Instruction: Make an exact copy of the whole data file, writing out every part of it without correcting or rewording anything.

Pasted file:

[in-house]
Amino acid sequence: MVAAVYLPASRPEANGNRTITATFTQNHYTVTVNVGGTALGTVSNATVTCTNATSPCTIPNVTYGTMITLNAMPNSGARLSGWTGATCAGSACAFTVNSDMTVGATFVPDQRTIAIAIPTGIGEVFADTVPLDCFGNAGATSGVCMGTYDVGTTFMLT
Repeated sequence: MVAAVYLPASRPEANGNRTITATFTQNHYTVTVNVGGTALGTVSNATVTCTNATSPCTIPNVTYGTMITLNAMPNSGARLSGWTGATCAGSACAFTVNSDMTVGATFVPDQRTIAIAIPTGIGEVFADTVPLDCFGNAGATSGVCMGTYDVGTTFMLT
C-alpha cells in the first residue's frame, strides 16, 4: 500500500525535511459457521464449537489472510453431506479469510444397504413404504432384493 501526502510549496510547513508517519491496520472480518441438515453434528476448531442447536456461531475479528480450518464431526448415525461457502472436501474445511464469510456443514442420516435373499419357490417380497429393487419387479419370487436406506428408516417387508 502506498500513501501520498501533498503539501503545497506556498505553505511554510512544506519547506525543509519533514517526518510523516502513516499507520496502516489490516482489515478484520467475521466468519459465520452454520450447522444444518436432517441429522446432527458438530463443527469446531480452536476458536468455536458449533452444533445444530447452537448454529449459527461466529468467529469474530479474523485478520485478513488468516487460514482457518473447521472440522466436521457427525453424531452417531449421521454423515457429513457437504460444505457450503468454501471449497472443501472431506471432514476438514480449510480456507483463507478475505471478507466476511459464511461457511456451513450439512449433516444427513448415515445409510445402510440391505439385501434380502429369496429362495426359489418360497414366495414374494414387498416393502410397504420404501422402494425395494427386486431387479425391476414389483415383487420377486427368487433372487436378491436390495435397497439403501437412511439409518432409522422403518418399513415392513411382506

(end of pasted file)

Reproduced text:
[in-house]
Amino acid sequence: MVAAVYLPASRPEANGNRTITATFTQNHYTVTVNVGGTALGTVSNATVTCTNATSPCTIPNVTYGTMITLNAMPNSGARLSGWTGATCAGSACAFTVNSDMTVGATFVPDQRTIAIAIPTGIGEVFADTVPLDCFGNAGATSGVCMGTYDVGTTFMLT
Repeated sequence: MVAAVYLPASRPEANGNRTITATFTQNHYTVTVNVGGTALGTVSNATVTCTNATSPCTIPNVTYGTMITLNAMPNSGARLSGWTGATCAGSACAFTVNSDMTVGATFVPDQRTIAIAIPTGIGEVFADTVPLDCFGNAGATSGVCMGTYDVGTTFMLT
C-alpha cells in the first residue's frame, strides 16, 4: 500500500525535511459457521464449537489472510453431506479469510444397504413404504432384493 501526502510549496510547513508517519491496520472480518441438515453434528476448531442447536456461531475479528480450518464431526448415525461457502472436501474445511464469510456443514442420516435373499419357490417380497429393487419387479419370487436406506428408516417387508 502506498500513501501520498501533498503539501503545497506556498505553505511554510512544506519547506525543509519533514517526518510523516502513516499507520496502516489490516482489515478484520467475521466468519459465520452454520450447522444444518436432517441429522446432527458438530463443527469446531480452536476458536468455536458449533452444533445444530447452537448454529449459527461466529468467529469474530479474523485478520485478513488468516487460514482457518473447521472440522466436521457427525453424531452417531449421521454423515457429513457437504460444505457450503468454501471449497472443501472431506471432514476438514480449510480456507483463507478475505471478507466476511459464511461457511456451513450439512449433516444427513448415515445409510445402510440391505439385501434380502429369496429362495426359489418360497414366495414374494414387498416393502410397504420404501422402494425395494427386486431387479425391476414389483415383487420377486427368487433372487436378491436390495435397497439403501437412511439409518432409522422403518418399513415392513411382506